Russ visits the ancestral site . . .

[click on the pictures for enlargements, and occasionally further pictures].

So I arrived at the Memorial campus, checked in, and started toward  the residence complex. The residences turned out to be among the most, um, Spartan  I've stayed in. The theory that was developed among the resident conference participants was that if you come to university from Joe Batt's Arm or Big Bottom you probably aren't all that demanding. The campus itself is impressively large, and the buildings are somewhat more architecturally adventurous than the neo-Georgian straitjacket the residences suggested. The best thing is the almos total lack of signs.  Except for the occasional cute street sign , things are completely unmarked.  If you're a CFA you're supposed to ask a livyer, and probably she'll not only tell you where it is, but take you there.

After the conference ended, on Saturday afternoon, I took the bus to the end of the line, down to the foot of Water Street. The map told me that LaMarchant Road was up from the harbour a few blocks. Walking up the hill you can see the contrast between the new and old  St. John's. Up a few blocks I came to LaMarchant  , where I took a guess, turned left and walked a few blocks to find St. Michael and All Angels Anglican Church, where Wally lived in the  rectory when he was studying in St. John's. I called him from a phone booth in a Shopper's Drug Mart down the street. It took about three turnarounds before he figured out who it was -- at first he thought it was Russ Millar -- and a couple more before he figured out why I was calling and where I was. Then things got pretty voluble. It was a kind of weird feeling standing in the lobby of the pharmacy speaking in a loud and clear voice that I suspect everybody in the store could hear, but I got used to it -- and got lots of tips about where to go next and questions about how things looked. Mainly, he told me how to get to Bishop Field College, which, he said, was way down east on Lamarchant Road, past St. Boniface RC church. So I said I was on my way down to look for it.and he told me that he'd walked every morning the length of LaMarchant Road down to Bishop Field College. I tried to retrace his steps, but found nothing that looked even a little like a college building. The only people out on the street to ask were obviously tourists, and the people in the couple of shops I went in were 15 years old and knew from nothing (one had moved her from Toronto this spring) I knew it was another good 35 minutes back down to the bus station, and I'd told the Carleton folks I'd meet them at the Holiday Inn to go out for dinner, so I gave up. Well, I thought, I gave it my best shot. It's probably been torn down. I did find quite a lot  to look at, though. So I made my way back to the bus stop. I'd asked, and it was the 10 that would go out Portugal Cove Road to the Holiday Inn, and the last one on Saturday left at 5:35.

Here's where it gets good. I got on the bus (there were two people on it, in the very back). When I asked if he was going by the Holiday Inn, the driver said, "Gettin' lots of tourists going out that way. Convention in town? Been on the 10 before? Lots of stuff to be seen out this way. That restaurant over there, I told some folks last night it was the best fish and chips in town and this morning they stopped the bus to thank me. Up there there was a fire, just before Christmas in '93 [I think he said]; took out the whole block. See all the windows across the street there? Had to replace em all." The conversation went on from there, pretty much nonstop. I told him I'd just walked the length of LaMarchant road, and then the whole story came out. "Now just a second," he said, and rang up his dispatcher. "Hey, Garge, Bishop Fields College. Know where that is? Is it down below Military? Can you see it from this route?"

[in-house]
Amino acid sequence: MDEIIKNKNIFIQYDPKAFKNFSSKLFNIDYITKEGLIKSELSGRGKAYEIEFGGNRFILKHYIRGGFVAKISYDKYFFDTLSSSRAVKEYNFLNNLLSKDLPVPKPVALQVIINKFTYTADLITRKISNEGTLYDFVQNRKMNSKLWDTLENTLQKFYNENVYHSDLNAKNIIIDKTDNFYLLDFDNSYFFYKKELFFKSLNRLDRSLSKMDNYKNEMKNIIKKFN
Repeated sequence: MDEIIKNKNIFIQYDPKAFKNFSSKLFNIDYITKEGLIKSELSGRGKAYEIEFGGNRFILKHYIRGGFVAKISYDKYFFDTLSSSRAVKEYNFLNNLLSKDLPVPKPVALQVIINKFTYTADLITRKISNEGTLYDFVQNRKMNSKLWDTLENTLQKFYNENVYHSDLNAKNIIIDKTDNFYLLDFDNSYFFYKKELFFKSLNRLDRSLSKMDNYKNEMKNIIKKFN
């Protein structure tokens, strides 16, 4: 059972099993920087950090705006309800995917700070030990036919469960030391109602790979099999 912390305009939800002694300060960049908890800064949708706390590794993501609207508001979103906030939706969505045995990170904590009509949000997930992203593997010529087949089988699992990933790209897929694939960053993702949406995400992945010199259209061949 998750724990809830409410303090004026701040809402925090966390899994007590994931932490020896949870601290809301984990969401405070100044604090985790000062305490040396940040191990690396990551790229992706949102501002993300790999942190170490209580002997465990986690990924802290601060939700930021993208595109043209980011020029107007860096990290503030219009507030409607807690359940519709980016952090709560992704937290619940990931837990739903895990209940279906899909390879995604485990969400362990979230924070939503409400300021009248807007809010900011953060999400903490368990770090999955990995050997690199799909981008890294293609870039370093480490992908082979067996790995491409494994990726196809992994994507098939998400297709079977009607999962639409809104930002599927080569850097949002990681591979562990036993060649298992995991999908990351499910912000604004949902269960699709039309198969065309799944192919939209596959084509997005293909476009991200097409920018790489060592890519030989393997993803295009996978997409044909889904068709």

Turns out "this route" is the most serpentine snarl of tight turns and loops you can imagine, including at one point a four-minute delay ("Can't leave this corner till 4:45") and it's a good ten minutes before we make our way to Military (imagine Stephen Jay Gould's diagram of the drunk getting farther and farther from the wall). By this time -- actually, quite a lot earlier -- an old couple had got on, greeting the driver by name (I didn't catch it, nor 85% of what else they had to say). They pitched in. "Oh, yes, it's that brick building; you can see the back of it from Military, just before you get to Rawlins Cross." (Yes, that's right. In fact, we'd walked through Rawlins Cross the night before -- and, as it happens, I'd walked across one corner of it again an hour or so before.)

We get close. "You know," the driver says, "I'd like to take you round the block, but I can't do that."

Finally, there it is, the top of an old brick building below the road (this place is steep). There's a bus stop behind it. I turn around to take a picture of what I can see -- the top of a building cleverly concealed behind a Holstein-painted shop (click the picture for what it really looked like).  "Okay," says the driver, "I've got a three minute delay here. You've got three minutes."

So I jumped off the bus and ran down the block (actually, across a little vacant grass plot, over a concrete retaining wall, and down the middle of the street) and snapped off a couple of pictures, hoping one of them might just show the front facade, and was back on the bus . . . well, before he left, anyway. The old folks cheered. The driver said, "You get the front?" As you can imagine I was fairly effusive about the joys of riding buses in Newfoundland as I got off down the street from the Holiday Inn at 6:04.

Back to News page